Scripps Howard News Service
NEW CASTLE —
Since tofu shirataki noodles hit grocery shelves just a few years ago, they’ve moved out of the Asian groceries and health-food stores and into mainstream markets.
That’s because everybody likes them. What’s not to like about a bouncy, springy white noodle with 20 calories, half a gram of fat and only 3 grams of carbs (2 of which are dietary fiber) per 4-ounce serving?
If you’re trying to be healthier in general or just worried about the upcoming swimsuit season, shirataki noodles can be your friend.
Shirataki noodles are a Japanese invention, made from the starch of the konjac yam root. This "starch" is composed of glucomannan, a dietary fiber. When made with konjac only, the noodles are transparent and have no food value whatsoever. Tofu is sometimes added to give a white appearance and some nutrition.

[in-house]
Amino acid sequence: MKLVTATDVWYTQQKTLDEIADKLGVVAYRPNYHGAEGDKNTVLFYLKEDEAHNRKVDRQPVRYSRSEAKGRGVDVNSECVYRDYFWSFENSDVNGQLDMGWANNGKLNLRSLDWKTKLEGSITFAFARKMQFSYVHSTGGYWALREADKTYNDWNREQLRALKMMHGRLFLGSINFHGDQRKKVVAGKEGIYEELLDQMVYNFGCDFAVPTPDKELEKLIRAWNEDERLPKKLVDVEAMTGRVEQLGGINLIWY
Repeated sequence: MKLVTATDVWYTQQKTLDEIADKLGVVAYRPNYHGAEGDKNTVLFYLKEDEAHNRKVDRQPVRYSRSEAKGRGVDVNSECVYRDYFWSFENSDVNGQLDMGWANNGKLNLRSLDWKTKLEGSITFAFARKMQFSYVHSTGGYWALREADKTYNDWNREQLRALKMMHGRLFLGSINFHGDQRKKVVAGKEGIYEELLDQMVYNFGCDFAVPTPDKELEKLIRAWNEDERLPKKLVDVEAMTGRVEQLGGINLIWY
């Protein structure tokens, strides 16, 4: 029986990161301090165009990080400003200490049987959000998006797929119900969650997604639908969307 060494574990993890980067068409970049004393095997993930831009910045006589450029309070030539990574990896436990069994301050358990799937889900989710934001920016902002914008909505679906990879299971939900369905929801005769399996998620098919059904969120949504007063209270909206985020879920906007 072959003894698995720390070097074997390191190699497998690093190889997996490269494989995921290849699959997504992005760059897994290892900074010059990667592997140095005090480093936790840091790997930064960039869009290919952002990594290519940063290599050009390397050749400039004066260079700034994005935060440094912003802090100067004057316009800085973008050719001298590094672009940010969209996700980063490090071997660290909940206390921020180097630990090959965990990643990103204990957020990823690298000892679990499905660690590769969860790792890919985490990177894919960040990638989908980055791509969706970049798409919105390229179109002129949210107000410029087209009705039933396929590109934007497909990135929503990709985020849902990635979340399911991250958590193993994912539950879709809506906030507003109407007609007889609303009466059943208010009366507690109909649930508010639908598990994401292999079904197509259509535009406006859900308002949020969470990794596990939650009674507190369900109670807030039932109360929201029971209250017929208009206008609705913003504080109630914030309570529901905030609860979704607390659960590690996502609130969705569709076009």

The noodles are a good pasta substitute, and are a welcome addition to the diet of those eating gluten-free, reduced-calorie or reduced-carb meals.
When preparing tofu shirataki, empty from the package and drain, and rinse well if you don’t enjoy the "shrimpy" odor. Use as is, or stir very briefly in a hot, nonstick pan to firm the noodles slightly. Serve as soon as you mix the noodles with sauce or broth, because shirataki noodles can shrink and give off moisture when hot.
Shirataki noodles are traditionally served in soup, but can be tossed with stir fry or even with Italian-style pasta sauces.
Tofu shirataki noodles with Napa cabbage
Heat the oil in a wide skillet and add the garlic. Fry for 1 minute, but do not let the garlic brown. Add the carrot and cabbage and fry, stirring frequently, for 3 to 5 minutes.
In a separate bowl, mix the sugar, soy sauce and sesame oil. Add to the skillet, toss and add the shirataki noodles. Toss just long enough to heat.
Serve immediately, garnished with the toasted sesame seed.